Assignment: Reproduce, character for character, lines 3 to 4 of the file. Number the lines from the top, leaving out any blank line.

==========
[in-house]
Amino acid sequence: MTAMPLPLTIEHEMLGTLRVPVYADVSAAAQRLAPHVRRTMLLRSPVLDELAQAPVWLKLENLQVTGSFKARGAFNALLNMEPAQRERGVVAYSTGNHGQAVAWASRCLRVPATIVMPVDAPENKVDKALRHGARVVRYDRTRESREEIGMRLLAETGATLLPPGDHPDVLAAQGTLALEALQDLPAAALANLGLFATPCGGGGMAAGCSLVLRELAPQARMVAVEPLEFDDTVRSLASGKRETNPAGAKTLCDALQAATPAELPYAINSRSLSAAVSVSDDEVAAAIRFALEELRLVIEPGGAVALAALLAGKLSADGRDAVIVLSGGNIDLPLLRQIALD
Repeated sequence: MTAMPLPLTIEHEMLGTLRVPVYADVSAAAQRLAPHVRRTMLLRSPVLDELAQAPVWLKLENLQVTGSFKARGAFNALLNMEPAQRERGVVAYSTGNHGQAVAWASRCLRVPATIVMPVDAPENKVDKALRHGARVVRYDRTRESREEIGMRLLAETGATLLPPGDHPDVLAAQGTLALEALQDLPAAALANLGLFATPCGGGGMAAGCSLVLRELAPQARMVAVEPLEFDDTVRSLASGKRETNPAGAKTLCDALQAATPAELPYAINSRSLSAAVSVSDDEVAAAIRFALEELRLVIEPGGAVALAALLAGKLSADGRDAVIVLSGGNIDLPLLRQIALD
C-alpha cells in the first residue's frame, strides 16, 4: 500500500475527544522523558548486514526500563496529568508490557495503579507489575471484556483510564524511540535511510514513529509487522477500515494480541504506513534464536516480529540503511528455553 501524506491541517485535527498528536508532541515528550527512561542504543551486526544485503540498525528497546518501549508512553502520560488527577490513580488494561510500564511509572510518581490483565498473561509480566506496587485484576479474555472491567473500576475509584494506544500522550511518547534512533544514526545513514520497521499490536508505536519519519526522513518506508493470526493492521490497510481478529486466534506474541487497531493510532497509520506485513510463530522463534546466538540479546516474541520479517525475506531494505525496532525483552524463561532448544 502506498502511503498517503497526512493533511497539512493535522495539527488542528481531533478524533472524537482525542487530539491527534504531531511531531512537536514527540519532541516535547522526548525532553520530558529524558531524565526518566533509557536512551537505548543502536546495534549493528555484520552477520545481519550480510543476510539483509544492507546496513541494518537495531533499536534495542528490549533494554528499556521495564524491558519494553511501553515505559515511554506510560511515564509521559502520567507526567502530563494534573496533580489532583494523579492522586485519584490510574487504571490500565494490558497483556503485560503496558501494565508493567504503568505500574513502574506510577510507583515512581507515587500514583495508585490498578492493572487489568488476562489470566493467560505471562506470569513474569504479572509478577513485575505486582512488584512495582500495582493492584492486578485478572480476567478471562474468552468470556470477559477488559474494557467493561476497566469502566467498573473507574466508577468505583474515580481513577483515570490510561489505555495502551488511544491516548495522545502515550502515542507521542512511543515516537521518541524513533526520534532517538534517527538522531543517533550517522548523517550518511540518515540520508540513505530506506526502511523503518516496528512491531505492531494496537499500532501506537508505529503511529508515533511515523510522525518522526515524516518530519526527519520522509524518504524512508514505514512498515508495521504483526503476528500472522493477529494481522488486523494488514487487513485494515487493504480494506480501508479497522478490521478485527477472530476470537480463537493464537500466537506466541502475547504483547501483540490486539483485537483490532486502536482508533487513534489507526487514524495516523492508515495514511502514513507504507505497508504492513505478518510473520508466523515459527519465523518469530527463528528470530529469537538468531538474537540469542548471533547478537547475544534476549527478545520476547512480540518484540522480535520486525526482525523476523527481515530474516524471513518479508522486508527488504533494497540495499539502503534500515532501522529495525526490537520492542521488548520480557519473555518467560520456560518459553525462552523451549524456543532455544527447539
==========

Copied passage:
Repeated sequence: MTAMPLPLTIEHEMLGTLRVPVYADVSAAAQRLAPHVRRTMLLRSPVLDELAQAPVWLKLENLQVTGSFKARGAFNALLNMEPAQRERGVVAYSTGNHGQAVAWASRCLRVPATIVMPVDAPENKVDKALRHGARVVRYDRTRESREEIGMRLLAETGATLLPPGDHPDVLAAQGTLALEALQDLPAAALANLGLFATPCGGGGMAAGCSLVLRELAPQARMVAVEPLEFDDTVRSLASGKRETNPAGAKTLCDALQAATPAELPYAINSRSLSAAVSVSDDEVAAAIRFALEELRLVIEPGGAVALAALLAGKLSADGRDAVIVLSGGNIDLPLLRQIALD
C-alpha cells in the first residue's frame, strides 16, 4: 500500500475527544522523558548486514526500563496529568508490557495503579507489575471484556483510564524511540535511510514513529509487522477500515494480541504506513534464536516480529540503511528455553 501524506491541517485535527498528536508532541515528550527512561542504543551486526544485503540498525528497546518501549508512553502520560488527577490513580488494561510500564511509572510518581490483565498473561509480566506496587485484576479474555472491567473500576475509584494506544500522550511518547534512533544514526545513514520497521499490536508505536519519519526522513518506508493470526493492521490497510481478529486466534506474541487497531493510532497509520506485513510463530522463534546466538540479546516474541520479517525475506531494505525496532525483552524463561532448544 502506498502511503498517503497526512493533511497539512493535522495539527488542528481531533478524533472524537482525542487530539491527534504531531511531531512537536514527540519532541516535547522526548525532553520530558529524558531524565526518566533509557536512551537505548543502536546495534549493528555484520552477520545481519550480510543476510539483509544492507546496513541494518537495531533499536534495542528490549533494554528499556521495564524491558519494553511501553515505559515511554506510560511515564509521559502520567507526567502530563494534573496533580489532583494523579492522586485519584490510574487504571490500565494490558497483556503485560503496558501494565508493567504503568505500574513502574506510577510507583515512581507515587500514583495508585490498578492493572487489568488476562489470566493467560505471562506470569513474569504479572509478577513485575505486582512488584512495582500495582493492584492486578485478572480476567478471562474468552468470556470477559477488559474494557467493561476497566469502566467498573473507574466508577468505583474515580481513577483515570490510561489505555495502551488511544491516548495522545502515550502515542507521542512511543515516537521518541524513533526520534532517538534517527538522531543517533550517522548523517550518511540518515540520508540513505530506506526502511523503518516496528512491531505492531494496537499500532501506537508505529503511529508515533511515523510522525518522526515524516518530519526527519520522509524518504524512508514505514512498515508495521504483526503476528500472522493477529494481522488486523494488514487487513485494515487493504480494506480501508479497522478490521478485527477472530476470537480463537493464537500466537506466541502475547504483547501483540490486539483485537483490532486502536482508533487513534489507526487514524495516523492508515495514511502514513507504507505497508504492513505478518510473520508466523515459527519465523518469530527463528528470530529469537538468531538474537540469542548471533547478537547475544534476549527478545520476547512480540518484540522480535520486525526482525523476523527481515530474516524471513518479508522486508527488504533494497540495499539502503534500515532501522529495525526490537520492542521488548520480557519473555518467560520456560518459553525462552523451549524456543532455544527447539